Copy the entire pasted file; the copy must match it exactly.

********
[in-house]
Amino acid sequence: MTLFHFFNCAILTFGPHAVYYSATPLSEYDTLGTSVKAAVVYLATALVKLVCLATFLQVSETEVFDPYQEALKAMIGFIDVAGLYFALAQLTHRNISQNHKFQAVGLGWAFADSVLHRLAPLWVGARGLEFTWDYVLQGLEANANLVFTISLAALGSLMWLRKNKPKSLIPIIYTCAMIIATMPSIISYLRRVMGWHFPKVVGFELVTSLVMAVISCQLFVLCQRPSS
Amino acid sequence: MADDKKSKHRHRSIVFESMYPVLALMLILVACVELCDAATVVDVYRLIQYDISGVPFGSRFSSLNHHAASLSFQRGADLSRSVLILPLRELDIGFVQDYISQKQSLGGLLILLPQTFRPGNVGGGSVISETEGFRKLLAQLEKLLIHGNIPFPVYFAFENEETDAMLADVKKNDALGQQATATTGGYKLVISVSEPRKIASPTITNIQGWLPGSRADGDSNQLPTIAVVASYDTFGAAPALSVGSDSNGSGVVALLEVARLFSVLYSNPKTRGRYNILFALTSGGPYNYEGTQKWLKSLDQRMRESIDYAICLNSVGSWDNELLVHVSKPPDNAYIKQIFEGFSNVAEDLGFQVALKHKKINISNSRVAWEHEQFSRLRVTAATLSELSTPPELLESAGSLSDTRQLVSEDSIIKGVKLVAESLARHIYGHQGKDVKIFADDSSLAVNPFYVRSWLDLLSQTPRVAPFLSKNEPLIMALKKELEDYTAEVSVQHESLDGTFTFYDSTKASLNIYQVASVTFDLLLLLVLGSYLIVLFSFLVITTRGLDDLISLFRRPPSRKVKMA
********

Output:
[in-house]
Amino acid sequence: MTLFHFFNCAILTFGPHAVYYSATPLSEYDTLGTSVKAAVVYLATALVKLVCLATFLQVSETEVFDPYQEALKAMIGFIDVAGLYFALAQLTHRNISQNHKFQAVGLGWAFADSVLHRLAPLWVGARGLEFTWDYVLQGLEANANLVFTISLAALGSLMWLRKNKPKSLIPIIYTCAMIIATMPSIISYLRRVMGWHFPKVVGFELVTSLVMAVISCQLFVLCQRPSS
Amino acid sequence: MADDKKSKHRHRSIVFESMYPVLALMLILVACVELCDAATVVDVYRLIQYDISGVPFGSRFSSLNHHAASLSFQRGADLSRSVLILPLRELDIGFVQDYISQKQSLGGLLILLPQTFRPGNVGGGSVISETEGFRKLLAQLEKLLIHGNIPFPVYFAFENEETDAMLADVKKNDALGQQATATTGGYKLVISVSEPRKIASPTITNIQGWLPGSRADGDSNQLPTIAVVASYDTFGAAPALSVGSDSNGSGVVALLEVARLFSVLYSNPKTRGRYNILFALTSGGPYNYEGTQKWLKSLDQRMRESIDYAICLNSVGSWDNELLVHVSKPPDNAYIKQIFEGFSNVAEDLGFQVALKHKKINISNSRVAWEHEQFSRLRVTAATLSELSTPPELLESAGSLSDTRQLVSEDSIIKGVKLVAESLARHIYGHQGKDVKIFADDSSLAVNPFYVRSWLDLLSQTPRVAPFLSKNEPLIMALKKELEDYTAEVSVQHESLDGTFTFYDSTKASLNIYQVASVTFDLLLLLVLGSYLIVLFSFLVITTRGLDDLISLFRRPPSRKVKMA